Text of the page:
This is an unusual judging job, this multimember court business. And to do it well, you need more than to be smart and thoughtful—which Mike is, in great measure. Effective collegial decision-making requires unique skills. Mike’s decency, his civility, his patience, his humor, and his reliably steady commitment to give the work his all, day after day and year after year, made him a master at it.
And Mike could certainly make a hard call when he needed to. Take People v McDonald,[] a 1976 Court of Appeals opinion Mike authored in which he had to engage an important set of due-process and equal-protection questions in deciding whether to strike down a statute, one of the bigger moves a court ever has to make, and one which should always give us pause.
The defendant, a licensed cosmetologist, was convicted of cutting the hair of a man in violation of § 55 of the Barber Licensing and Regulation Act of 1968. Yes, I see you tensing up—[laughter]—just hearing me talk about this difficult social issue. You can imagine the conflict and the emotion that Mike had to stare down in deciding these important constitutional questions. Licensed barbers could cut the hair of men and women, but licensed cosmetologists could cut the hair of women only. Mike didn’t hesitate. The restriction, he wrote, was “not only anachronistic but unreasonable and unconstitutional as well.”[] I love unconstitutional as third. [Laughter.] It’s unreasonable, and it’s also unconstitutional. He explained, and I quote: “All hair is created equal—organically and chemically—according to the unanimous trial testimony.”[] My point is, Mike is hilarious. And his sense of humor has been a source of joy to all his colleagues and all of his staff.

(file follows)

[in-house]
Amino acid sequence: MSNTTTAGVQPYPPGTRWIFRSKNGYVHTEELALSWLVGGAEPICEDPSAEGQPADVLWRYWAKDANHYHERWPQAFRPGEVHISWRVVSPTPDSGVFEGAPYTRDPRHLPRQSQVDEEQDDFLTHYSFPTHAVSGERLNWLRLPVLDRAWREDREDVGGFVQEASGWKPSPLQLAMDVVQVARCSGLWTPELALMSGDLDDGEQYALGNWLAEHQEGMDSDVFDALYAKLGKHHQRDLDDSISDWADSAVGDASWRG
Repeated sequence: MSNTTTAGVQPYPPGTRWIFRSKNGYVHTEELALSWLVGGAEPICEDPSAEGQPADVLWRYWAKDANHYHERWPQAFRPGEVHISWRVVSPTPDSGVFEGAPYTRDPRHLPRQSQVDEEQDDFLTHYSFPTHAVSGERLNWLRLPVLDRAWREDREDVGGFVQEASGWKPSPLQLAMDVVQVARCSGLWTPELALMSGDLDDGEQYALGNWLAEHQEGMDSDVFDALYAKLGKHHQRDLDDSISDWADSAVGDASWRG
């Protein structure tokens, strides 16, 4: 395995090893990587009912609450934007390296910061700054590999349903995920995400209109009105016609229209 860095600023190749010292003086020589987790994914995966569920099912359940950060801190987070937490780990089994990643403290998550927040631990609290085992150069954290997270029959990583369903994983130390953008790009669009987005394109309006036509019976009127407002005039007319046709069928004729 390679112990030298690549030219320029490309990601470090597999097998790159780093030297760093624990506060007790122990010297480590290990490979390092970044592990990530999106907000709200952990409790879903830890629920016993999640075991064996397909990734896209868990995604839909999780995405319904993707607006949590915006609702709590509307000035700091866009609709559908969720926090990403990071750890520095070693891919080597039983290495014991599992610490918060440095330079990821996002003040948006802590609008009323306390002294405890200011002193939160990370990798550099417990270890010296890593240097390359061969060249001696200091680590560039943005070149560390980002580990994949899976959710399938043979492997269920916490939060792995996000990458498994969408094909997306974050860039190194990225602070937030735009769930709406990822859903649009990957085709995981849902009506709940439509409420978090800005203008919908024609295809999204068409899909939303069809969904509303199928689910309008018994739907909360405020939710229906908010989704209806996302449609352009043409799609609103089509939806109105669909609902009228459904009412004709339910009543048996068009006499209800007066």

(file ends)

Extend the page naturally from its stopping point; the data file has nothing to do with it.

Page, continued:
I’m told that, once, Justice Levin accidentally leaned his chair back a bit too far and tipped over. And the next morning, there was a crash helmet at every justice’s seat on the bench, courtesy of Justice Cavanagh.
When you sit on a collegial court, every time a member changes, the entire body changes, and it has to readjust and settle into its new order. Mike experienced more of those realignments than anyone else in this Court’s history, and some, I suspect, were harder than others. And yet there is a steadiness to Mike’s contributions to this collegial body across its many different lives that characterizes Mike.